The greek and turkish internet markets: Parallel lives?

Over at The Next Web*, Sekip Can Gökalp posted a more than interesting introduction and update on the status of the turkish web scene (you may also check the recent Techcrunch* Istanbul meet-up to find out more). The term start-up is mostly a newborn baby, investors are few but there are a lot of events and passion for the web, plus a big and yet unshaped market to target at.

The scale might be slightly different (probably less different than our actual demographics), however the story seems to be the same at both sides of the Aegean and I do think that opportunity lies ahead. Yes, speaking of expansion and growth, why not start from our neighbors first (and vice versa), after all our cultural differences and everyday habits are less different than  what we’ve been taught to, plus the tools to help us are now available.

What’s more, I’d really interested in meeting in person our fellow entrepreneurs from Turkey (or our other neighbors, too; from Italy to Cyprus and the Balkans to put it very roughly), creating a strong local network of entrepreneurs and cultivating relationships for synergies to grow – among others. An initial idea is to organize a common event, somewhere in between; but what do you really think on all these actually?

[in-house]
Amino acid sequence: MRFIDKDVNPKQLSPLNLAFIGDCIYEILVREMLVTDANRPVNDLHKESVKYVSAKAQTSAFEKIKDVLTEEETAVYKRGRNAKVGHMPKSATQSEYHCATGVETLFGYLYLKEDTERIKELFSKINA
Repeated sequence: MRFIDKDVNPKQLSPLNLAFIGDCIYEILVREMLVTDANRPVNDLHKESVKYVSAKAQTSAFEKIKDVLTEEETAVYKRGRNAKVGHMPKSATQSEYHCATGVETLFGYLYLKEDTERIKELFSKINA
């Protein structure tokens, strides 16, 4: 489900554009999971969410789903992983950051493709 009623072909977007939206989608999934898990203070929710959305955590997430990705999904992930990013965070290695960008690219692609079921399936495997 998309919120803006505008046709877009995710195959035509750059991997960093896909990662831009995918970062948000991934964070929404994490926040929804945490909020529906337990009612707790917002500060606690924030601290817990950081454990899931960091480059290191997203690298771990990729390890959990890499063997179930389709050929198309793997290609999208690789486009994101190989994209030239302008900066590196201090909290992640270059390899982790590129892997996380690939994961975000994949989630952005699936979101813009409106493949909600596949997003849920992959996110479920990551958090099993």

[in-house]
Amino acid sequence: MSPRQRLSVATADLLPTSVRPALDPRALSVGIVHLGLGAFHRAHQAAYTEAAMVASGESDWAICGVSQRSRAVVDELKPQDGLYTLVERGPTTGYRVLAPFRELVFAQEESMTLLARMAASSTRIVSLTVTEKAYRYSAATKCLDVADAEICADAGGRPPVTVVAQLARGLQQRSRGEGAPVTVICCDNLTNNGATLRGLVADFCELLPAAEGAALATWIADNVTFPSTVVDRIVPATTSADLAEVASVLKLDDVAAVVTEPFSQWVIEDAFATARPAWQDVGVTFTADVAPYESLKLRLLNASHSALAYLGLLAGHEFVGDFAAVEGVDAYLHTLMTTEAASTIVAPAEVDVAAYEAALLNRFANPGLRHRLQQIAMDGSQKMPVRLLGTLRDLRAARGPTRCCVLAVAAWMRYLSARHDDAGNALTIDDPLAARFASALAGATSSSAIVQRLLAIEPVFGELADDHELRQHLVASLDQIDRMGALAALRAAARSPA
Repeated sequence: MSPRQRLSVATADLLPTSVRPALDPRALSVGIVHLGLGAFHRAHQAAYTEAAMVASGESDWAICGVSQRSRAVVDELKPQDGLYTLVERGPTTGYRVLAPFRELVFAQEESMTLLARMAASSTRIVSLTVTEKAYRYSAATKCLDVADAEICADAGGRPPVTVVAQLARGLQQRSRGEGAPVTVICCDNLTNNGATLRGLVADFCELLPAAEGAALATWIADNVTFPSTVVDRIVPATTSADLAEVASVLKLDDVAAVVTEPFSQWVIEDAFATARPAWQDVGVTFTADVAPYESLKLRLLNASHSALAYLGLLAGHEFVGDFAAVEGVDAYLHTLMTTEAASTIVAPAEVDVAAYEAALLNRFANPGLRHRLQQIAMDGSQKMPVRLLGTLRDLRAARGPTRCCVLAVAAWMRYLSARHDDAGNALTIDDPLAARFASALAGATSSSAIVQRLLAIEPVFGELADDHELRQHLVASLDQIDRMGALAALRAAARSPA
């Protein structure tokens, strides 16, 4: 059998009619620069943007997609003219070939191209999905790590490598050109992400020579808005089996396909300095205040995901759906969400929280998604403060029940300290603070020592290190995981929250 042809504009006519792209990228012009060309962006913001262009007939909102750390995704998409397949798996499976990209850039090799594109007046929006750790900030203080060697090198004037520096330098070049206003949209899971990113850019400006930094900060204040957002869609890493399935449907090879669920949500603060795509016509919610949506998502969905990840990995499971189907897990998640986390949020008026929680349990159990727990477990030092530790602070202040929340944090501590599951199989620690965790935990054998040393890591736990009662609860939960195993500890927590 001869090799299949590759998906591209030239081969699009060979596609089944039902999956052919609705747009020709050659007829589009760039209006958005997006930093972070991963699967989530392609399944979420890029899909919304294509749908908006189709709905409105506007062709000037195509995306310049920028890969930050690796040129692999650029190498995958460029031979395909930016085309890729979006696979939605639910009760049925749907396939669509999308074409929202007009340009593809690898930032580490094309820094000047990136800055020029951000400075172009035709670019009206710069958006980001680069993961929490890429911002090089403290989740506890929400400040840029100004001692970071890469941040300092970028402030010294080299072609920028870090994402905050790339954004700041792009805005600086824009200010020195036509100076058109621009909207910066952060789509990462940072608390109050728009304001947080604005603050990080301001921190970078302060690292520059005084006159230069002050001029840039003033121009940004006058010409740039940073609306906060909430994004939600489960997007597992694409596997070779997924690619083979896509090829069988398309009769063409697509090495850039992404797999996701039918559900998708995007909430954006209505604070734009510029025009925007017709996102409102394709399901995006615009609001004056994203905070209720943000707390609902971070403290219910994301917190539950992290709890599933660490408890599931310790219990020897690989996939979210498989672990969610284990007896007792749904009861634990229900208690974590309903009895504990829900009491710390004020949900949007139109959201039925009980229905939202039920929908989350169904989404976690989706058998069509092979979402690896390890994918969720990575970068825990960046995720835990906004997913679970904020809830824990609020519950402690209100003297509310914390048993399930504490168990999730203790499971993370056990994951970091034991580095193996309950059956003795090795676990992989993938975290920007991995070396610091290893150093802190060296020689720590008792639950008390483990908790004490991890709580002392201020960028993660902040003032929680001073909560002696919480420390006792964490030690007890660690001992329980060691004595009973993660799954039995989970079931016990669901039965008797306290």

* We mention them really often but it seems that the guys we hosted during the last year in greek Open Coffee meetings (aka The Next Web and Techcrunch UK) have really matured into the primary sources of information about the european web start-up scene — go grab their rss feeds if you haven’t yet.

6 comments

  1. That will be an awesome idea cos we are looking for partners to start stayin branches all over the balkans and our first goal would be to start a stayinistanbul.com

  2. The size of the market is critical. In this part of the world we still view the market as local (=national) and global. From local to global is a big jump, especially if ‘ ‘local’ is a small country. We need to put in the picture all the intermediate stages: regional and pan-european.
    I think we need to develop events at the regional level first and then move to mainstream European events. This has to be backed from VCs, angels and entrepreneurs as well. So, yes, we must and can organize an event with the Turks, as well as the Bulgarians, Romanians, Serbians etc.

  3. Thanks for the trackback George.

    I know many many people who’d love to come to Athens or host you all in Istanbul. We should definitely look to organize an event to bring everyone together. What nikan says is truely important, regionality is a big deal. There would be many similarities of the Greek and Turkish market.

    I know very little about the Greek market, but I would love to meet you guys and talk about it.

    Cheers!

  4. Very good idea. I agree with nikan that we need to put in the picture all the intermediate stages from local to global. It is a great parallel target to organize a regional OC with our neighbors or even a Middle Eastern Europe OC.I would be glad to help and participate.

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